Oncogenic signaling is dominant to cell of origin and dictates astrocytic or oligodendroglial tumor development from oligodendrocyte precursor cells.

Lindberg N, Jiang Y, Xie Y, Bolouri H, Kastemar M, Olofsson T, Holland EC, Uhrbom L

J. Neurosci. 34 (44) 14644-14651 [2014-10-29; online 2014-10-31]

Stem cells, believed to be the cellular origin of glioma, are able to generate gliomas, according to experimental studies. Here we investigated the potential and circumstances of more differentiated cells to generate glioma development. We and others have shown that oligodendrocyte precursor cells (OPCs) can also be the cell of origin for experimental oligodendroglial tumors. However, the question of whether OPCs have the capacity to initiate astrocytic gliomas remains unanswered. Astrocytic and oligodendroglial tumors represent the two most common groups of glioma and have been considered as distinct disease groups with putatively different origins. Here we show that mouse OPCs can give rise to both types of glioma given the right circumstances. We analyzed tumors induced by K-RAS and AKT and compared them to oligodendroglial platelet-derived growth factor B-induced tumors in Ctv-a mice with targeted deletions of Cdkn2a (p16(Ink4a-/-), p19(Arf-/-), Cdkn2a(-/-)). Our results showed that glioma can originate from OPCs through overexpression of K-RAS and AKT when combined with p19(Arf) loss, and these tumors displayed an astrocytic histology and high expression of astrocytic markers. We argue that OPCs have the potential to develop both astrocytic and oligodendroglial tumors given loss of p19(Arf), and that oncogenic signaling is dominant to cell of origin in determining glioma phenotype. Our mouse data are supported by the fact that human astrocytoma and oligodendroglioma display a high degree of overlap in global gene expression with no clear distinctions between the two diagnoses.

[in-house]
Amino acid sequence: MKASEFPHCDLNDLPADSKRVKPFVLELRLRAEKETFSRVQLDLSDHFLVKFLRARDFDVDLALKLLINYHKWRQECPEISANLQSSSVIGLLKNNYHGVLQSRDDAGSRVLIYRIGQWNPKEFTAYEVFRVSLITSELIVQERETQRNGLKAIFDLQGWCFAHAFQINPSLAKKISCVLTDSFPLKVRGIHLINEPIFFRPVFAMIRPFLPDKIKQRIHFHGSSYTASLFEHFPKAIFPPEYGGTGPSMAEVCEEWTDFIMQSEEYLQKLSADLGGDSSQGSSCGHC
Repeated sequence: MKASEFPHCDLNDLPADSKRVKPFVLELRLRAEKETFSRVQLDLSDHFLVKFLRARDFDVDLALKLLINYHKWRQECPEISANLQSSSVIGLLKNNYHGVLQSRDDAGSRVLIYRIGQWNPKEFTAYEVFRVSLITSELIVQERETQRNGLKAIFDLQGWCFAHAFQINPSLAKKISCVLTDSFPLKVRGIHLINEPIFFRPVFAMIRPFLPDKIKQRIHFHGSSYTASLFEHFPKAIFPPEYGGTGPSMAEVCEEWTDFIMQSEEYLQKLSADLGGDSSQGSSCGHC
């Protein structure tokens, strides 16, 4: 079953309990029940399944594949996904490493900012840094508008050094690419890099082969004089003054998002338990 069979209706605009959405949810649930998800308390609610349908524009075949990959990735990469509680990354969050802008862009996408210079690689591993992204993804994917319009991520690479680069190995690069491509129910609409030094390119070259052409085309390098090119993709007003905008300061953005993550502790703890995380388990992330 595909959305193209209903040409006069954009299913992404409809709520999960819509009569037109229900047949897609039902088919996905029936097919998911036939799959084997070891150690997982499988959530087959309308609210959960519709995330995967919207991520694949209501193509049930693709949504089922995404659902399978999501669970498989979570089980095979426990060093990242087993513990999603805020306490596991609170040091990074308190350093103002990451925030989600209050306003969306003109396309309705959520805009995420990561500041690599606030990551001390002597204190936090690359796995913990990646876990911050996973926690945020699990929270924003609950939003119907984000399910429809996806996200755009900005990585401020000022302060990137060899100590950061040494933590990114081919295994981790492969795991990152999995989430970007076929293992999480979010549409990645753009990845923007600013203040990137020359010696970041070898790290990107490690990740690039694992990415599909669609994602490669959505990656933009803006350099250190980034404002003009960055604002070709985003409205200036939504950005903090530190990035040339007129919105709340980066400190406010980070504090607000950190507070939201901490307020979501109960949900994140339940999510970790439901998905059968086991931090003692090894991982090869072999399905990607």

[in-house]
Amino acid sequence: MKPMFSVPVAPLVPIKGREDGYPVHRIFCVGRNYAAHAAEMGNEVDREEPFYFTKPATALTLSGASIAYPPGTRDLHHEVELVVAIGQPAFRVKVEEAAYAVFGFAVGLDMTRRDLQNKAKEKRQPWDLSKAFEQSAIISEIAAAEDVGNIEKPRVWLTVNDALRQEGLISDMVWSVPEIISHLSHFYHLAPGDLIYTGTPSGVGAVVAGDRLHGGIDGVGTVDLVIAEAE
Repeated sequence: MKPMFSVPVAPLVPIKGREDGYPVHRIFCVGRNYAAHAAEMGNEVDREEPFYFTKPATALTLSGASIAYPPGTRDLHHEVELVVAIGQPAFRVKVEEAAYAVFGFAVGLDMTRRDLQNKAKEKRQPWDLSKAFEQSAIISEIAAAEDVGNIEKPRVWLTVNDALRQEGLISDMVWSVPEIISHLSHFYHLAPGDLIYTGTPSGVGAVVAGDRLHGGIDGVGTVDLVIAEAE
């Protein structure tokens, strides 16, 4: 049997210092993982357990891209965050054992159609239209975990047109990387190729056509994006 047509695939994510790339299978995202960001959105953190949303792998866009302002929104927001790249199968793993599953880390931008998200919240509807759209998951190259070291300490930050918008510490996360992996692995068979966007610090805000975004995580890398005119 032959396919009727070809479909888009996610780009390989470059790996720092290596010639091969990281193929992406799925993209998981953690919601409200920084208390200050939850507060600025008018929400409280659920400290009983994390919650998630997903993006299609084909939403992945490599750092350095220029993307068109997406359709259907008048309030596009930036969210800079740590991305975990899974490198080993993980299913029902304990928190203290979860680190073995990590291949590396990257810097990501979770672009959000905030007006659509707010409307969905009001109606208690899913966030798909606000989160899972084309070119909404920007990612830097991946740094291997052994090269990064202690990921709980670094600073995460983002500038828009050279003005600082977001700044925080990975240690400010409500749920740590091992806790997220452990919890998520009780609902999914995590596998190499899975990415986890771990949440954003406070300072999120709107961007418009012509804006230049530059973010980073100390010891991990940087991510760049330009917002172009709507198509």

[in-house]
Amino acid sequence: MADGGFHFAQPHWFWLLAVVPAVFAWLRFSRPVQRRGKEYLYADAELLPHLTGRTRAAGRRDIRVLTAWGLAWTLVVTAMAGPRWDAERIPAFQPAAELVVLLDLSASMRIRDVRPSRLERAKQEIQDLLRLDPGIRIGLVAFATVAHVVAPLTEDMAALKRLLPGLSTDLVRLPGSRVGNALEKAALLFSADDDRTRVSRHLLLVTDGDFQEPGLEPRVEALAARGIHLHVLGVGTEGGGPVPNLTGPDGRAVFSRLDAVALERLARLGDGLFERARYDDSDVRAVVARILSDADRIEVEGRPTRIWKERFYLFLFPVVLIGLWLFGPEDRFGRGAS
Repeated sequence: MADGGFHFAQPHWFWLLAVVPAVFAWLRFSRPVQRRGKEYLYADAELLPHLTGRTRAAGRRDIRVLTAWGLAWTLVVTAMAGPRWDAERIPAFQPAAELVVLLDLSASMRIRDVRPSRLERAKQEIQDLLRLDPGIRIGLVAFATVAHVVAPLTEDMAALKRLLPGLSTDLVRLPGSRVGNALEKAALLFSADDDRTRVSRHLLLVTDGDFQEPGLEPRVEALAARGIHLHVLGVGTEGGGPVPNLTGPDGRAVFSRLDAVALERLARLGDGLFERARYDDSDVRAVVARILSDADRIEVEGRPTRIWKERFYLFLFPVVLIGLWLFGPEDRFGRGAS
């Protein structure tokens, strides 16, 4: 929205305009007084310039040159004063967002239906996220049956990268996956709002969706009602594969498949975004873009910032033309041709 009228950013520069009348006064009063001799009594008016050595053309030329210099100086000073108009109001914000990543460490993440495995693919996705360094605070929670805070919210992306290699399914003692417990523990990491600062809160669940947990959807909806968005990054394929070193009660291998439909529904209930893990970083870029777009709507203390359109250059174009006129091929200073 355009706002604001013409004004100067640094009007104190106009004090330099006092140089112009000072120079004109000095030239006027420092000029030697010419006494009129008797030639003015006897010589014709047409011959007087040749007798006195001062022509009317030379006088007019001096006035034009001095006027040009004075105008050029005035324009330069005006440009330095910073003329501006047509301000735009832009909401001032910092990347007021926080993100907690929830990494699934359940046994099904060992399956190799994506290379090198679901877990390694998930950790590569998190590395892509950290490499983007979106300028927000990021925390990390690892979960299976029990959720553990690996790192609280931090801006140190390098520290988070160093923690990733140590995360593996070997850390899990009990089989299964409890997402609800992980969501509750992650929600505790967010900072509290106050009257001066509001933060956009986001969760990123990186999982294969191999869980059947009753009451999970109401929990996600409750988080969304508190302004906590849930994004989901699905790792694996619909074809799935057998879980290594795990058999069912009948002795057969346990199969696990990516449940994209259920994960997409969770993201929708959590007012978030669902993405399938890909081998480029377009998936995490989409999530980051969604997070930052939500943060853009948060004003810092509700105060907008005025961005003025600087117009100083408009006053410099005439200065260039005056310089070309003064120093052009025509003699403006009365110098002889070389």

Affiliated researcher

PubMed 25355217

DOI 10.1523/JNEUROSCI.2977-14.2014

Crossref 10.1523/JNEUROSCI.2977-14.2014

pii: 34/44/14644